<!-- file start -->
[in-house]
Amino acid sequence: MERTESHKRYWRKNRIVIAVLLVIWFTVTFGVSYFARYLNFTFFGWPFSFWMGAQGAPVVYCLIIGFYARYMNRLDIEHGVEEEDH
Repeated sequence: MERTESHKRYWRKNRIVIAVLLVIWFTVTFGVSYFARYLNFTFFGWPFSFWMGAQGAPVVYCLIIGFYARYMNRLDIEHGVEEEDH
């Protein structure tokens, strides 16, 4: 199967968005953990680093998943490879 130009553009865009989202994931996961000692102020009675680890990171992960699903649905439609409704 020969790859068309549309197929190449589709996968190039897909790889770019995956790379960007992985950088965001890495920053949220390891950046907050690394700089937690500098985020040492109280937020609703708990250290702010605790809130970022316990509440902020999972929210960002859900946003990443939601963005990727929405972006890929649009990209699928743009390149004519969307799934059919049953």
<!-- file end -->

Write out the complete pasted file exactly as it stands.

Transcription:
[in-house]
Amino acid sequence: MERTESHKRYWRKNRIVIAVLLVIWFTVTFGVSYFARYLNFTFFGWPFSFWMGAQGAPVVYCLIIGFYARYMNRLDIEHGVEEEDH
Repeated sequence: MERTESHKRYWRKNRIVIAVLLVIWFTVTFGVSYFARYLNFTFFGWPFSFWMGAQGAPVVYCLIIGFYARYMNRLDIEHGVEEEDH
């Protein structure tokens, strides 16, 4: 199967968005953990680093998943490879 130009553009865009989202994931996961000692102020009675680890990171992960699903649905439609409704 020969790859068309549309197929190449589709996968190039897909790889770019995956790379960007992985950088965001890495920053949220390891950046907050690394700089937690500098985020040492109280937020609703708990250290702010605790809130970022316990509440902020999972929210960002859900946003990443939601963005990727929405972006890929649009990209699928743009390149004519969307799934059919049953």